The additional drive is not an issue at all and I have looked into Idaho and Colorado. However, I have not figured out a way to get away from the OTC road hunters and crowds without either ditching my uncles and backpacking in or spending $1500 to $2200 per person for the Drop Camp alone.

In Utah, between tag/horses/food and etc. we are looking at approximately $1400 per person. About $750 this is for the horses, so if anyone knows an outfitter/ranch/trespass fee or other way this money could be better spent in Idaho or Colorado to get us away from the Orange Army im all ears.

Not looking for 350 bulls, just a chance to get away from the crowds and see and hopefully have an opportunity on a couple elk.

Thanks again, Jon
You seem to be equating backpack/backcountry hunting with being 'into elk'. This is not always true and you should not assume that you cannot have a quality hunt while camping near a road. Elk are where you find them and they can move miles and miles in a single day. The beauty of camping near the road is that you can up and leave if the elk are not in your area--try doing this with horses after you are all set up--getting the darn things packed is an 'event' and takes a half day, on a decent trail you are going 3 mph max--going anywhere kills tons of time. Basically you are more married to an area while horse packing than truck camping.

If you hike a true mile off the road you will lose the vast majority of hunters and you will have plenty of help to get the animal packed back to the road. Plus with several hunters in your camp you can strategically spread out to different areas until somebody runs into some elk.

There are some great hunts that you can do in Idaho/Colorado/Montana and hunt from your truck and have success while also staying well under your budget. I would HIGHLY suggest you get a quality color screen GPS with the land ownership chip, especially if you hunt Colorado.

Do your research and you can do well in any of those states. Or come to Utah and share the Uintas with 10,000 hunters--no joke
 

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It is interesting that many are telling you to go to Colorado. Take a quick glance at the following link and scroll down to Page 22-- success rates for all rifle seasons. Then look through the Antlered success rates. Included there are the Limited Entry units so you will see some high success rates, but all those 0-15% success rates are the OTC general hunts. So before you go thinking that CO is easier to UT, you might want to consider that UT has a higher General Season success rate.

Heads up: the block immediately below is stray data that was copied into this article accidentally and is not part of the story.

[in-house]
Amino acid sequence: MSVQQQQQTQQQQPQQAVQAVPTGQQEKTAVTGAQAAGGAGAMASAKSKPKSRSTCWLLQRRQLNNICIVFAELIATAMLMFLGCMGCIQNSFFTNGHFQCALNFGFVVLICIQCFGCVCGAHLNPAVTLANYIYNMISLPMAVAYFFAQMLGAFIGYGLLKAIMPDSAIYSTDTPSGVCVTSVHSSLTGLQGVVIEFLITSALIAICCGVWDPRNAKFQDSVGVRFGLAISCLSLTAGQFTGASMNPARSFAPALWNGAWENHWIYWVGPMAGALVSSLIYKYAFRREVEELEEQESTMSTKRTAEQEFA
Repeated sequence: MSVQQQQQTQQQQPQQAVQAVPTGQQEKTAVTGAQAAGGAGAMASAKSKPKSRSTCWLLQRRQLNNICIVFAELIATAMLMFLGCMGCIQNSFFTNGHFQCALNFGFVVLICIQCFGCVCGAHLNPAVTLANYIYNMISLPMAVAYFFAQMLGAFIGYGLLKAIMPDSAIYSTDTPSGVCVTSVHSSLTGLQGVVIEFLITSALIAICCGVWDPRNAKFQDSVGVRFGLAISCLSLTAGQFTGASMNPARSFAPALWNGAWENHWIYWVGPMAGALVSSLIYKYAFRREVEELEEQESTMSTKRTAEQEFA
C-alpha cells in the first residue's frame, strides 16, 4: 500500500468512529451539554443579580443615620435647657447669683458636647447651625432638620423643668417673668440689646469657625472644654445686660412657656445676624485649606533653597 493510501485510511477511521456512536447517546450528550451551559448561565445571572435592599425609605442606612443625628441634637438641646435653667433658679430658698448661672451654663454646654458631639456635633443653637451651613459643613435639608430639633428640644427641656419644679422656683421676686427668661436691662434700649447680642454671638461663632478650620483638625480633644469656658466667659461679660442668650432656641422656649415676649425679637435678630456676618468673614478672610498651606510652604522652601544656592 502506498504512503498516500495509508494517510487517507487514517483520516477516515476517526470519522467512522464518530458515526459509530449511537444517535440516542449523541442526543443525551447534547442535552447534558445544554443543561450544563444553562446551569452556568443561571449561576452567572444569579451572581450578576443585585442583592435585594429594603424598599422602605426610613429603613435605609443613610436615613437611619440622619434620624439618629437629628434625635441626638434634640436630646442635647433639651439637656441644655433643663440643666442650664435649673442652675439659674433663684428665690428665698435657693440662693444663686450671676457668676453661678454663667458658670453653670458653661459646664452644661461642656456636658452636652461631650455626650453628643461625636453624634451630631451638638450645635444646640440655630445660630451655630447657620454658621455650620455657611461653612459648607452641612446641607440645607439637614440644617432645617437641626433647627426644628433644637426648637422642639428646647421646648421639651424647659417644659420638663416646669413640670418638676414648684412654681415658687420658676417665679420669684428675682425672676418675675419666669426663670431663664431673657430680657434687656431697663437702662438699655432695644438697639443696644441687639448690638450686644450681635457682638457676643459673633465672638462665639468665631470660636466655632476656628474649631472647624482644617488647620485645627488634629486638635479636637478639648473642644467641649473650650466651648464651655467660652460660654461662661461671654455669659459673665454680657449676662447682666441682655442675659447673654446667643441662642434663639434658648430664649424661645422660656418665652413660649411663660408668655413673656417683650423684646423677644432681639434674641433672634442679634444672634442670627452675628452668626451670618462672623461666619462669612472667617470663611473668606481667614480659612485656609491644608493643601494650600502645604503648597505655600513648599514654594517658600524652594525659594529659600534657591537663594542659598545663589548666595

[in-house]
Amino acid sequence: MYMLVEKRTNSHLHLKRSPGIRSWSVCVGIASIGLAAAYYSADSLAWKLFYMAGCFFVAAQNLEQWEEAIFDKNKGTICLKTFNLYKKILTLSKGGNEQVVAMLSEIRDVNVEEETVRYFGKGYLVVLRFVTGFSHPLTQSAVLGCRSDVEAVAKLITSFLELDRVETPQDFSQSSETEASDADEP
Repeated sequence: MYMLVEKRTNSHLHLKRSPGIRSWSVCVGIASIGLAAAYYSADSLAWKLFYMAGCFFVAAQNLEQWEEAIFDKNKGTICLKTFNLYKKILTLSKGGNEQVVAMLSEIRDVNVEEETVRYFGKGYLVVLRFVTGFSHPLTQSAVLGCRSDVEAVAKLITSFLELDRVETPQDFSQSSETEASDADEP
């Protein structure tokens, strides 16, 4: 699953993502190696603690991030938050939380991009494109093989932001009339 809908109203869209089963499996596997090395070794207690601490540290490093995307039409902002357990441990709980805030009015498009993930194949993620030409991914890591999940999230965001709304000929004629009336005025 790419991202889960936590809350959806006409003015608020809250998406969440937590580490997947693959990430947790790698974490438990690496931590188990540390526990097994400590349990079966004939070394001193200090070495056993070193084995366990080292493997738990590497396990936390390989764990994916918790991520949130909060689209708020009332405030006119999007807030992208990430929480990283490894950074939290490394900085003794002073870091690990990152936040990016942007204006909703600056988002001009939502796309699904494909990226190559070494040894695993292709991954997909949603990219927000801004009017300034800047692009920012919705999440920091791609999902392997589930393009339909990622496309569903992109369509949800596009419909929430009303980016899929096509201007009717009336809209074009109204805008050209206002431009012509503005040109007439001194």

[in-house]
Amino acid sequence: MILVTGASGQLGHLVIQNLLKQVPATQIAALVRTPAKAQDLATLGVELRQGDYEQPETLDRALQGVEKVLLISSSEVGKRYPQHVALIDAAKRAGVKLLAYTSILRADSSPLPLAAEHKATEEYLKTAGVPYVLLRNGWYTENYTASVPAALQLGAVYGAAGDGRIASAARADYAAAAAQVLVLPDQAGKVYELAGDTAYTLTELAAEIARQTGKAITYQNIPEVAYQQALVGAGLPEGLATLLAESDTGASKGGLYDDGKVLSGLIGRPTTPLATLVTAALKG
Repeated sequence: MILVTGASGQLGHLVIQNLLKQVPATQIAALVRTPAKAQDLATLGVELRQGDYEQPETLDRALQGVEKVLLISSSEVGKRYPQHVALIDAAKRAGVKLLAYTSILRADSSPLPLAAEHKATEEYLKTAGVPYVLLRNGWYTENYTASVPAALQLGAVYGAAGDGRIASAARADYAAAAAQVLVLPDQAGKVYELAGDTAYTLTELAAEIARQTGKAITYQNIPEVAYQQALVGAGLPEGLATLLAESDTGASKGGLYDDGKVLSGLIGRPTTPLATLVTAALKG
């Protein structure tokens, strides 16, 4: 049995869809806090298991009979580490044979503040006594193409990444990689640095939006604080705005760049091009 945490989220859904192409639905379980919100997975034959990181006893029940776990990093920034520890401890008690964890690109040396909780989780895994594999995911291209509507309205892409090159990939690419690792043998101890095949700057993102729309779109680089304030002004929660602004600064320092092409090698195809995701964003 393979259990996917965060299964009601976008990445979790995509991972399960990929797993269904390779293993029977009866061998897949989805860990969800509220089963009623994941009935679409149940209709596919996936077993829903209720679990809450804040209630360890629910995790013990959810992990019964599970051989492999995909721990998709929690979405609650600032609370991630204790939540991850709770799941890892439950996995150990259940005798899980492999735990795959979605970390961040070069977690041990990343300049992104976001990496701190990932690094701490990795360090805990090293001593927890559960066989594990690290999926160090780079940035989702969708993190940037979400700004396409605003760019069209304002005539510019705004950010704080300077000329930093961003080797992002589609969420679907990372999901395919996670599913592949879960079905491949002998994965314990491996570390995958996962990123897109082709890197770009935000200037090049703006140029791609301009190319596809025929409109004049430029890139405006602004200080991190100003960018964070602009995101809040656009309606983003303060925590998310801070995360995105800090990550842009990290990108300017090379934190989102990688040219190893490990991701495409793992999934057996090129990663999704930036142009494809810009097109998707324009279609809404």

http://cpw.state.co.us/Documents/Hunting/BigGame/Statistics/Elk/2014StatewideElkHarvest.pdf

UT spike only usually has a 12-16% success rates while any bull usually hovers in the 15-18% range.

If you come to Utah be prepared for cold temps, warm temps, snow, rain, and make the best of it. There are bulls to be chased, but it won't be easy. Like most hunting- some hunters kill most of the game. I personally really like the Utah general season any bull hunts and even have had fun shooting spikes with my sons on the spike only units.
I'll play...

Mentally break down the hunter demographics of who is hunting Utah OTC compared to who is hunting Colorado OTC. Colorado is the US dumping ground of all back east guys who want to 'hunt' elk. You get a bucket load of out of shape, no experience elk hunters, many of who love to pop a cork. I have seen them in droves.

Who is hunting Utah OTC? Locals with local knowledge, and a lot of hard charging hunters. We are not a destination state, we are locals who go for broke. I have hunted a lot throughout the country and I truly believe that Utah produces some of the best hunters there are. Because most of us are/were Mormon or at least raised that way we generally don't party, don't drink, don't fornicate, and don't do drugs--we take all of our aggression to the mountain with us and hunt like wild men!

This is a little tongue in cheek but I do think there is some truth to it. So take the success % with a grain of salt, more information is needed to get an accurate view of reality.

A few hard chargin Marines are going to have a much better than average shot at shooting some elk than the average Colorado non resident. In Utah I see you as average or maybe slightly above in the uintas OTC hunting department.
 

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Here are some general season bulls I hope this works not sure how to download from my phone. But so far I am working on bull number 7 from the uintas this up coming fall
 

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hazmat,^^^^^^^^^^^^^^^^^^^^^^^^^^^

You have done really WELL!
 

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Yes, very impressive hazmat. You have it figured out. I like the shrine type picture frame also. I have done a couple of those from my hunts of the past. A fun thing to hang on the wall if you cant afford taxidermy or even if you can.
 

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I agree with what has mostly been said already. I have hunted Colorado, Utah, Idaho and Wyoming most of my life and all things being equal Utah is at the bottom of the list for opportunity at finding elk. That being said you can certainly still find elk. I wouldn't get your heart set on a horse camp either. I have had as many opportunities at elk close to roads as I have 5 miles back in the wilderness in all of the states listed. The difference is the number of encounters. I think if you put in the same amount of effort and time especially in Idaho or Colorado you will certainly see more elk. I know the uintas fairly well and have had an entire hunt without seeing a single elk.....sometimes thats just the way the uintas are. The wilderness area of the uintas however is one of my favorite places of all times and I'm sure you would enjoy your trip but I believe there are better options out there! Best of luck on whatever you decide.